The above diagram demonstrates that employees should not be exposed to noise levels in excess of an average 80 decibels across the duration of their shift and the employee should never be exposed to decibels higher than 135 at any given time. Under these conditions the employer has an obligation to notify the employee of the risk and ensure that hearing protection is made available on request.
KEY INDUSTRY STANDARDS RELATING TO WORKPLACE HEARING PROTECTION
The main industry standard relating to the use of hearing protection in the workplace is EN 352. This standard has 10 parts that relate to different types of hearing protection and requirements relating to this hearing protection. All workplace hearing protection must be certified to this standard to be categorised as such.
In addition, EN 13819 details the physical and acoustic testing methods used to test hearing protection certified according to EN 352, while EN 458 details requirements relating to the choice, use, care and maintenance of workplace hearing protection.
WEARING WORKPLACE HEARING PROTECTION
Hearing protection must be worn properly in order to provide effective protection against excessive noise volumes. Hearing protection must be put on or inserted before exposure to an excessive noise environment.
Hearing protection must be fitted and adjusted in accordance with the manufacturer’s instructions. It must fit well and be comfortable to wear, and must be worn at all times when the wearer is in the excessive noise environment.
Earplugs should not be used when there is a risk that the connecting cord could become tangled during use.
MAINTAINING WORKPLACE HEARING PROTECTION
It is important to properly maintain workplace hearing protection and this maintenance must be carried out in accordance with the manufacturer’s instructions.
Employers should have a system in place that ensures that employees are aware of the importance of properly maintaining hearing protection and that includes periodic checking of hearing protection to ensure that it is working properly. This system should also allow employees to report damaged, defective or lost hearing protection.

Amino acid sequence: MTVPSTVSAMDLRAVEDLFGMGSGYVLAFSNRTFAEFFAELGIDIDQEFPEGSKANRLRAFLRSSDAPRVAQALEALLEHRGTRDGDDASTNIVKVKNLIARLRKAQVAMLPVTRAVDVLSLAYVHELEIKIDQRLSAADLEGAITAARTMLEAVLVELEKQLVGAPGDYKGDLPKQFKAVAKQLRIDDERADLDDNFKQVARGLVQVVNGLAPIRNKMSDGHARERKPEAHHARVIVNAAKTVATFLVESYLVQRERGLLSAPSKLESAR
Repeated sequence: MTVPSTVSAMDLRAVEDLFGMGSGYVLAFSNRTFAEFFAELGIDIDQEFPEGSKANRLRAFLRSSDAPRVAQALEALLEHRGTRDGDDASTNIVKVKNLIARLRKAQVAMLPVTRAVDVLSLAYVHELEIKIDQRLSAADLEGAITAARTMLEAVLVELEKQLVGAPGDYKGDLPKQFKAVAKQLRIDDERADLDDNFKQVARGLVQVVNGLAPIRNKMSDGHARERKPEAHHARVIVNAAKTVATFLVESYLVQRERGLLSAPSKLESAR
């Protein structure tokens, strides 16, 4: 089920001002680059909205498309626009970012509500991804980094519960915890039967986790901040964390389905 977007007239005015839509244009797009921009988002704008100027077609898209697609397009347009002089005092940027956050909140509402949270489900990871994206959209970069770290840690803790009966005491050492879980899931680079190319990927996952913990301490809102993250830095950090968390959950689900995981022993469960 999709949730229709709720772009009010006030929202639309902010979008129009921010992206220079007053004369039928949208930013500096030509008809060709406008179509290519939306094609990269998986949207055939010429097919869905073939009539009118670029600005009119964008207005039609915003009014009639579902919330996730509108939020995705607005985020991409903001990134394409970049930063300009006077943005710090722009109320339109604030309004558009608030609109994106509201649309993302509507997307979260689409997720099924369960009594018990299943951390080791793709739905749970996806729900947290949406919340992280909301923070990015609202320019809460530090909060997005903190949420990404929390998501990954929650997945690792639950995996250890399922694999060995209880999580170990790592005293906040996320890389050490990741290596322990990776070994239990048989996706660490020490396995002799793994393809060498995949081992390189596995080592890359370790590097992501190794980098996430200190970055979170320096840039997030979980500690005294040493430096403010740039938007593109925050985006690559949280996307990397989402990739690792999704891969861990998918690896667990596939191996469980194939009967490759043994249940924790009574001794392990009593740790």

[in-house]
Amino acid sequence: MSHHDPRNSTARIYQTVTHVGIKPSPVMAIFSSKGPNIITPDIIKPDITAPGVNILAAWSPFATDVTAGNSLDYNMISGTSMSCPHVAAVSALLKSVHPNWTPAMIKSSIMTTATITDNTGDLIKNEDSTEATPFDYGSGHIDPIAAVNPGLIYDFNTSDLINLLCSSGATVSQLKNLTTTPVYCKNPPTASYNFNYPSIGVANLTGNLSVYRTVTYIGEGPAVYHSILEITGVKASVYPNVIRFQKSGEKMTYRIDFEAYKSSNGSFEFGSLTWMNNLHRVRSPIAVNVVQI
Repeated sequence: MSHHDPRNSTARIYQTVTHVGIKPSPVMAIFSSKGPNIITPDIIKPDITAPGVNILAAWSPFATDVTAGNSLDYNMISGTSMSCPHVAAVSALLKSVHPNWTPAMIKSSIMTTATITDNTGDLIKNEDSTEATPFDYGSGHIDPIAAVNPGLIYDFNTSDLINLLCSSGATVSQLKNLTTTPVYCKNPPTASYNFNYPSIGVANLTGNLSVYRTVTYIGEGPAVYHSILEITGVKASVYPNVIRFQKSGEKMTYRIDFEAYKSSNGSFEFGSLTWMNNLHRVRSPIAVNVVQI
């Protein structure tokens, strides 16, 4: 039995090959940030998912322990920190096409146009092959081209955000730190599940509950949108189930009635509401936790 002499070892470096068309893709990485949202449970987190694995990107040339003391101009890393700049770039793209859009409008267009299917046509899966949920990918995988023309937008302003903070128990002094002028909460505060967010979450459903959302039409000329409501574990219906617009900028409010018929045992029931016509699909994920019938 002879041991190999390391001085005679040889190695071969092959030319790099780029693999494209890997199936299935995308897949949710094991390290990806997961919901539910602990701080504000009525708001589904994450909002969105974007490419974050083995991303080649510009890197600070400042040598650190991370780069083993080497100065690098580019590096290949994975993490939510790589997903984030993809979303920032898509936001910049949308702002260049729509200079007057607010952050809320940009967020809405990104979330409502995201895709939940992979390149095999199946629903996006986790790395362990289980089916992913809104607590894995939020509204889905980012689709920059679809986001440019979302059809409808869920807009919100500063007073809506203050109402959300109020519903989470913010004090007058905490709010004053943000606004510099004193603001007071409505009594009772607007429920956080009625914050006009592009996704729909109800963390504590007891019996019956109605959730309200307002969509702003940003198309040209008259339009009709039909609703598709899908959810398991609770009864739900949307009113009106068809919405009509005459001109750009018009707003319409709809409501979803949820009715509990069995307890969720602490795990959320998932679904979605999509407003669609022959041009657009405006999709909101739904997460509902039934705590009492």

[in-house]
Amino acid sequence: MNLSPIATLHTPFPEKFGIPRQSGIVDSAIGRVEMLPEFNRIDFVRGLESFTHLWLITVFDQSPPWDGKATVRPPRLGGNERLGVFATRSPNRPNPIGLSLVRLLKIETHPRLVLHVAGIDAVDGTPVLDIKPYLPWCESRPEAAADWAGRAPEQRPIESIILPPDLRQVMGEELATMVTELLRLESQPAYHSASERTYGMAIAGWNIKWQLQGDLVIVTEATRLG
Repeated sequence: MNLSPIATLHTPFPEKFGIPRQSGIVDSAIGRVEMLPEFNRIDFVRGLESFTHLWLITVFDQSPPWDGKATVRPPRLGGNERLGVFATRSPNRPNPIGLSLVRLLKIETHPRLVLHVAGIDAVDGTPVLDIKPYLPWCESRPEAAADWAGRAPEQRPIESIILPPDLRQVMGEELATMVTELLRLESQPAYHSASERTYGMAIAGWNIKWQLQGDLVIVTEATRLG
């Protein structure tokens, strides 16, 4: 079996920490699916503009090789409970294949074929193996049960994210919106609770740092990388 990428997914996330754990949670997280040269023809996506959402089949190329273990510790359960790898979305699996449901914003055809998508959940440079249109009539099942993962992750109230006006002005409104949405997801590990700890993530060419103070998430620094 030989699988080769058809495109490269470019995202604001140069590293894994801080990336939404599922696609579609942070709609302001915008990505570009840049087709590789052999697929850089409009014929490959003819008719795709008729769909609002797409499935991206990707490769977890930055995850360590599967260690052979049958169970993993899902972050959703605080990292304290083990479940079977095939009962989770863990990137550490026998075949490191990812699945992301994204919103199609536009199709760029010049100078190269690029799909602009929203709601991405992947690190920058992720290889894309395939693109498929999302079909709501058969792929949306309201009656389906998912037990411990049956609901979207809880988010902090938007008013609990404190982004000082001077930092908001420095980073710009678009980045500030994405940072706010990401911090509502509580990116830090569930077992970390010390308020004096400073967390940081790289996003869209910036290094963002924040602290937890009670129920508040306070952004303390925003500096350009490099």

A good stock of hearing protection should always be kept on site.
STORING WORKPLACE HEARING PROTECTION
Hearing protection must be stored in a dry, clean and uncontaminated environment, and in compliance with the manufacturer’s instructions.
Storage bags should be provided for all types of protective earmuffs and employees should be encouraged to store their hearing protection with their other personal protective equipment. The provision of specific cleaning materials for hearing protection should also be ensured.
HOW TO SELECT THE CORRECT HEARING PROTECTION PRODUCTS
It is important to supply your employees with the correct workplace hearing protection.
In order to make the right choice, you need to know the level of noise that employees are exposed to and how long they are exposed to it on a daily or weekly basis. This can be worked out using Health and Safety Executive noise-exposure calculators.
The following are examples of causes of workplace noise, their audio level and the impact that this noise can have:
After you have calculated the level of noise exposure, the next step is to work out the Single Number Rating (SNR) that is needed in order to comply with The Control of Noise at Work Regulations 2005.
Every hearing protection device comes with an SNR – this rating allows you to assess the performance provided by different hearing protection and choose the personal protection equipment that is best suited to the needs of your employees.
The objective is to select hearing protection that reduces the noise level for wearers to between 70 and 80 decibels. Critically, a hearing-protection device should be able to reduce noise to a safe level without blocking all sound. If all sound is blocked out, there is a risk that wearers won’t hear a sound that could keep them safe – e.g. the sound of an approaching vehicle or a warning shout.
Every hearing-protection device should be supplied with an attenuation table that includes information on SNRs and frequency levels relating to the product. The following is an example of an attenuation table supplied with Wearmaster HR555 Disposable Earplugs.
CHOOSING THE APPROPRIATE HEARING PROTECTION FOR YOUR EMPLOYEES
The information contained in this hearing-protection guide is designed to help you choose the right type of hearing-protection products when placing an order for your workforce.
Different tasks require different types of hearing protection and it is important that your employees are provided with the appropriate personal protective equipment. You should always base your choice of hearing protection on the most severe hazard that your employees will face.
By using this information and taking these steps, you will ensure that your company is fully compliant with all the relevant industry standards and that your employees can do their jobs safely, efficiently and to the highest standard.